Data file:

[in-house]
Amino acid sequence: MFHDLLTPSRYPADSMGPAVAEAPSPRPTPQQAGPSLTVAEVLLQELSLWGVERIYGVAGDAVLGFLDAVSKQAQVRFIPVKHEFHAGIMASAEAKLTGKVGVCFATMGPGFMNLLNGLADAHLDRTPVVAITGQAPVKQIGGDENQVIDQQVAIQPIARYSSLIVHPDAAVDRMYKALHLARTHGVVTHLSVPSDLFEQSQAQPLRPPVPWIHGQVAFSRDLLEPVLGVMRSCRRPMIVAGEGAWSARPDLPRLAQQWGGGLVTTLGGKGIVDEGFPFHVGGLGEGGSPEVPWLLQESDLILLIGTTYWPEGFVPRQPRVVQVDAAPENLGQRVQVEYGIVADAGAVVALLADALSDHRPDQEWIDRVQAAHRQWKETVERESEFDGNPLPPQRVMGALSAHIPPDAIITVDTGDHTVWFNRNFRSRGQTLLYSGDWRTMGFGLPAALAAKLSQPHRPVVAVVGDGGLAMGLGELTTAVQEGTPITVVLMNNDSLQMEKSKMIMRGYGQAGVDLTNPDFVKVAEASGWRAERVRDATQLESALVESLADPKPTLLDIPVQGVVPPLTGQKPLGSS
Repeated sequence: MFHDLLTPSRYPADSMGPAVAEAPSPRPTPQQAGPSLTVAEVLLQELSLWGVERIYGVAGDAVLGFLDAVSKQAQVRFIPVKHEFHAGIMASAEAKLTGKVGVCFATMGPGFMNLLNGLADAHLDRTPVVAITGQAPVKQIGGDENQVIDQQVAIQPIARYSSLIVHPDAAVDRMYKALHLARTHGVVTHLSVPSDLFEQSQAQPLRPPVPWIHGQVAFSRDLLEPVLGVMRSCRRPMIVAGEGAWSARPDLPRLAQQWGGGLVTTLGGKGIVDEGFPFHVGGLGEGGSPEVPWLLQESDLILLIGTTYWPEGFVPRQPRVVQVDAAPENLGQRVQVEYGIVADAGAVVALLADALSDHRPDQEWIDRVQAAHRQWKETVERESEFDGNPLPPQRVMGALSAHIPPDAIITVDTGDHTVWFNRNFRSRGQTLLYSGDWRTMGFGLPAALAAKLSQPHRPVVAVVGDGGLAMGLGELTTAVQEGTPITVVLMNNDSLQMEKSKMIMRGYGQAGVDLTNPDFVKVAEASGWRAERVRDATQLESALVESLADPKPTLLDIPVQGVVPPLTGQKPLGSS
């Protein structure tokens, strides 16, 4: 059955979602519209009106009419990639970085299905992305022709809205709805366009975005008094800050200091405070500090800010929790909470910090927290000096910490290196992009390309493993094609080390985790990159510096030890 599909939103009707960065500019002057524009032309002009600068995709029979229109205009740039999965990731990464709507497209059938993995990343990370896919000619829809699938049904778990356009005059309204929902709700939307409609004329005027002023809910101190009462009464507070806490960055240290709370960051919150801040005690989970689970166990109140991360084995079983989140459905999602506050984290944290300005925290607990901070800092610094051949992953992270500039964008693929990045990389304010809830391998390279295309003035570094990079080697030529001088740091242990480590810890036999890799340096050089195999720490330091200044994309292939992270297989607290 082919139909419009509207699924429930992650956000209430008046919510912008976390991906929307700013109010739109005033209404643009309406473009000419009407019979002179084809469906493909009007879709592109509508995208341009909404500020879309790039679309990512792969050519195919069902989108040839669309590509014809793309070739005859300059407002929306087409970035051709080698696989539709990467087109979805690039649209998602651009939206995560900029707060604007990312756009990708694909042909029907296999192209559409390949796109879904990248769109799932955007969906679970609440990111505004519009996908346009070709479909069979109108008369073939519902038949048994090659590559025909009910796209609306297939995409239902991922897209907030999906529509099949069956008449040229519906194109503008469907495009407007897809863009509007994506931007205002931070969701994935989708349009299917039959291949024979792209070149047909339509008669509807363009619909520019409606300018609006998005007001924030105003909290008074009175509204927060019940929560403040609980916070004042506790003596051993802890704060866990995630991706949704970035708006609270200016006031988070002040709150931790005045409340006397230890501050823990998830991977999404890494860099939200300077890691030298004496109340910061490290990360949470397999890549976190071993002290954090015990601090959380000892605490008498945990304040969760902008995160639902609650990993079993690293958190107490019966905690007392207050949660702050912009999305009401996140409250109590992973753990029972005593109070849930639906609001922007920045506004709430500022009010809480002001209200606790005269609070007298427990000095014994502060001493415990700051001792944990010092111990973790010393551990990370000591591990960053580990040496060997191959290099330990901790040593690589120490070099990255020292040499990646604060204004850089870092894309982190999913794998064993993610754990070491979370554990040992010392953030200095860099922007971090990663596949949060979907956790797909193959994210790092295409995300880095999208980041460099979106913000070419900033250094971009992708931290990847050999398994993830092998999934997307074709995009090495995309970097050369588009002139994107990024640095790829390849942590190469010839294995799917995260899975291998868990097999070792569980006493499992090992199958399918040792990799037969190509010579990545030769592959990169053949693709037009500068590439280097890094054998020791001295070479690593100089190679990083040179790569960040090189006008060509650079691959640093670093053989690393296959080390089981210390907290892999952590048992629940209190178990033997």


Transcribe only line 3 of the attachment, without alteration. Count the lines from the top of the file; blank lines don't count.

Repeated sequence: MFHDLLTPSRYPADSMGPAVAEAPSPRPTPQQAGPSLTVAEVLLQELSLWGVERIYGVAGDAVLGFLDAVSKQAQVRFIPVKHEFHAGIMASAEAKLTGKVGVCFATMGPGFMNLLNGLADAHLDRTPVVAITGQAPVKQIGGDENQVIDQQVAIQPIARYSSLIVHPDAAVDRMYKALHLARTHGVVTHLSVPSDLFEQSQAQPLRPPVPWIHGQVAFSRDLLEPVLGVMRSCRRPMIVAGEGAWSARPDLPRLAQQWGGGLVTTLGGKGIVDEGFPFHVGGLGEGGSPEVPWLLQESDLILLIGTTYWPEGFVPRQPRVVQVDAAPENLGQRVQVEYGIVADAGAVVALLADALSDHRPDQEWIDRVQAAHRQWKETVERESEFDGNPLPPQRVMGALSAHIPPDAIITVDTGDHTVWFNRNFRSRGQTLLYSGDWRTMGFGLPAALAAKLSQPHRPVVAVVGDGGLAMGLGELTTAVQEGTPITVVLMNNDSLQMEKSKMIMRGYGQAGVDLTNPDFVKVAEASGWRAERVRDATQLESALVESLADPKPTLLDIPVQGVVPPLTGQKPLGSS